If I could turn back time.
Is the chance to play with time gaming's greatest gift to players? It's something no other entertainment medium offers and yet, when we rewind the last ten seconds of Prince of Persia, un-jumping a mistimed leap, it's the most natural thing in the world. In Race Driver GRID, a 150mph collision can be undone in an instant, fenders uncrumpling, engine rebuilding, broken faces rearranged with the squeeze of a trigger. In Braid, time can be inched forward and back, millisecond adjustments that solve four-dimensional puzzles impossible to experience outside of a videogame. And yet, with all this power - the power of a time lord, the power that inventors have hungered for throughout history - all we seem to use it for is fixing our petty mistakes.
Chrono Trigger's time-manipulation has a higher purpose. Here you hold in your hands a seismic force, one whose mastery can bring about wars or avert them, can wipe out entire lineages or birth them, can right the wrongs (or wrong the rights) of generations. It's a power that gives rise to new futures. In this world, a trivial act of kindness 600 years in the past changes the landscape of the present immeasurably, and you can be there to see it happen. And yet time travel is just the first of a hundred different ideas that make Chrono Trigger the greatest Japanese RPG ever made.
Released toward the end of the genre's golden age on the Super Nintendo, Chrono Trigger brought together Square's "Dream Team" of Hironobu Sakaguchi, creator of Final Fantasy, and Yuji Horii, creator of Dragon Quest, flanked by stars such as renowned anime artist Akira Toriyama and composer Nobuo Uematsu. Together they set to work on a JRPG that, in many ways, is nothing like a JRPG.
To begin with, the team kicked away the genre crutches that so rile its haters. Gone are the random battles, the tedious level grinding and the drawn-out battle animations. In their place, a breezy kind of combat, closer to Link than Cloud. Now you're free to visit the final boss at almost any point, ending the game whenever you're ready to be rewarded with one of fourteen different endings. Gone is the tedious, overblown storytelling, replaced by a tale told in the straightforward vocabulary of a classic children's book. The game's dialogue is universally accessible, its themes universally understood, its fantasy grounded in that truth that makes a good story a classic one.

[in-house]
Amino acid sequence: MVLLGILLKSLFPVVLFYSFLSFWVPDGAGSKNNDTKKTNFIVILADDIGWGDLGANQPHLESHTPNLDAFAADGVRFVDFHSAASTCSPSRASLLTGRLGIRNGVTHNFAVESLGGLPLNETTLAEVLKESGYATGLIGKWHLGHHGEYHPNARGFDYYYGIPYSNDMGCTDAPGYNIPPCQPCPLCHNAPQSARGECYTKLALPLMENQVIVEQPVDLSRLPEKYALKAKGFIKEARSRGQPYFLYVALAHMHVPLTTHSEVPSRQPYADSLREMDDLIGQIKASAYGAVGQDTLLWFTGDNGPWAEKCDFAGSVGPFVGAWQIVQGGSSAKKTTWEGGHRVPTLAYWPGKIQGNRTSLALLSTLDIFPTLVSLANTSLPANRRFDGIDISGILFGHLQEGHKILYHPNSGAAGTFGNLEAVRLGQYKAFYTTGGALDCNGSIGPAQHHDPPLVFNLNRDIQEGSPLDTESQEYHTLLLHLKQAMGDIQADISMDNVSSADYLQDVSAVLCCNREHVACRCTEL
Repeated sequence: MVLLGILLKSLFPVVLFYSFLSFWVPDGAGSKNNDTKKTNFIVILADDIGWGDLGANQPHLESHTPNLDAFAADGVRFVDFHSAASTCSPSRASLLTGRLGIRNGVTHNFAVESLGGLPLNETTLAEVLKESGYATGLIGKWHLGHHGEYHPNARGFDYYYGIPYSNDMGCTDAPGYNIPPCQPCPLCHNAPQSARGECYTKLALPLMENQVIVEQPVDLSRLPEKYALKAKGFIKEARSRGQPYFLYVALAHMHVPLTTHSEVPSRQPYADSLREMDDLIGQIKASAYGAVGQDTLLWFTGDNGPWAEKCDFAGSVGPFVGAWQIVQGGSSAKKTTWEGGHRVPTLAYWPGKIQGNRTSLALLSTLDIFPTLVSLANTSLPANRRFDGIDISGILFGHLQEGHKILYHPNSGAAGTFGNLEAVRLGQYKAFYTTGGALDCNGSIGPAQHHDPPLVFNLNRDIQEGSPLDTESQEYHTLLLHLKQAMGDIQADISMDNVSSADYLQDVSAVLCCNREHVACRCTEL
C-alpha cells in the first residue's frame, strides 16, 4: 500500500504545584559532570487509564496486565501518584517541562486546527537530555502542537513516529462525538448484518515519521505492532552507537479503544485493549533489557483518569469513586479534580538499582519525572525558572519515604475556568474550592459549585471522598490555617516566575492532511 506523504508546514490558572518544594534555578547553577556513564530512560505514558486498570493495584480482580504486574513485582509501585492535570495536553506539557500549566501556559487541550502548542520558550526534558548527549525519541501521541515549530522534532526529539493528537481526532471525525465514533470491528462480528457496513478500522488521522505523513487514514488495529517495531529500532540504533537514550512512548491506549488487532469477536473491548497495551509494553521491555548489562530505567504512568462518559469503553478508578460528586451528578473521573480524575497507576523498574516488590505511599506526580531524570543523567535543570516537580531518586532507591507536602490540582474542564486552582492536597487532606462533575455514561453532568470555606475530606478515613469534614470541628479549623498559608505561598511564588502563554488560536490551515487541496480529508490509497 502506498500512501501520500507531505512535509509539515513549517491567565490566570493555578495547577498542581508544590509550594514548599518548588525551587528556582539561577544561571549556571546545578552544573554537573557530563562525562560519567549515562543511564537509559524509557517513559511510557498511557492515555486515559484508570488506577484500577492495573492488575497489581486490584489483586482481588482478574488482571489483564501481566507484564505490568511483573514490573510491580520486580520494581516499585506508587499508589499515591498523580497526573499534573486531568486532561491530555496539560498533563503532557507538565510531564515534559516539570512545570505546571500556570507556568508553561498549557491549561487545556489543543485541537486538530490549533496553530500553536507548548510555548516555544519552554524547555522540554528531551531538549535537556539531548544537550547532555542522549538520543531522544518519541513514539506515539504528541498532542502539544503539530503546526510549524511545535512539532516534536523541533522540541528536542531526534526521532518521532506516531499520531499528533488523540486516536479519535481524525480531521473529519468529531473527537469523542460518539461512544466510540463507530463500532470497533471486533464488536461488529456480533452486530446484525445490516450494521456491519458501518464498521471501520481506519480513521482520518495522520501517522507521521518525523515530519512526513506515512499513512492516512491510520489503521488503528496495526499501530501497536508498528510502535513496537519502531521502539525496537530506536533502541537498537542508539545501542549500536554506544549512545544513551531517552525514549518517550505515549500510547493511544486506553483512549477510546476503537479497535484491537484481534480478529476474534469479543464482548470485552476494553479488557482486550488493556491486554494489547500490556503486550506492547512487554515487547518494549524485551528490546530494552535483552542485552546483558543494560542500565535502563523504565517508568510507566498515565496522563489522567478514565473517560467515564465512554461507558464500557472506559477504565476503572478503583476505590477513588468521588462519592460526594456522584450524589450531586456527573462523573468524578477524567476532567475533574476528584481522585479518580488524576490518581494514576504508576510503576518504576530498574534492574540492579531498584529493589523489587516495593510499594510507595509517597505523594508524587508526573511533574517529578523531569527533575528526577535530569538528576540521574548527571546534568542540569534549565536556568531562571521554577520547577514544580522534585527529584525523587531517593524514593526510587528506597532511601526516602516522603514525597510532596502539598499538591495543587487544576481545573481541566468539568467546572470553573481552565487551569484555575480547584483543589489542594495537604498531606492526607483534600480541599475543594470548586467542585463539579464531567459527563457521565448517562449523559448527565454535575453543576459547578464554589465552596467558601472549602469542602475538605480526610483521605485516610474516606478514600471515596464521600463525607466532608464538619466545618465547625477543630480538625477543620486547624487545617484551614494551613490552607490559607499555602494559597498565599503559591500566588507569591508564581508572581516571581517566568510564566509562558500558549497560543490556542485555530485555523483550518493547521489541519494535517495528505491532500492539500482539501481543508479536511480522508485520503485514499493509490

The game opens in 1000 AD, introducing players to Crono (so named because removing the 'h' freed up much-needed cartridge space in the SNES original, although you can now rename him). Crono's best friend, science nerd girl Lucca, has invented a teleporter that, when tested for the first time, turns out to be a time machine. The duo travel back and forth between seven periods, building a ragtag team of friends drawn from as far back as 65 Million BC all the way forward to a post-apocalyptic 2300 AD. Together they fix the mistakes of the past, watching as their butterfly wing actions turn history-making tornadoes across the millennia.
The game world is small in terms of geography, so exploration is carried out in time rather than in space, a fascinating shift for a genre normally obsessed with travel. The themes of cause and effect characterise not only the main quest but also the side missions. For example, in Crono's time period, a greedy and foolish mayor runs the bustling port of Porre. Travel back in time and you can speak to one of his ancestral mothers. During this encounter you're given the option to give her an item for free. Do so and she vows to always bring up her children to believe in kindness and generosity. When you next return to Porre you'll find the mayor is now a charitable man, and his port is far more valuable than it was before. This wide-angle examination of cause and effect, always videogaming's primary theme, is mesmerising, even if it is sometimes over-simplistic and, necessarily, idealistic.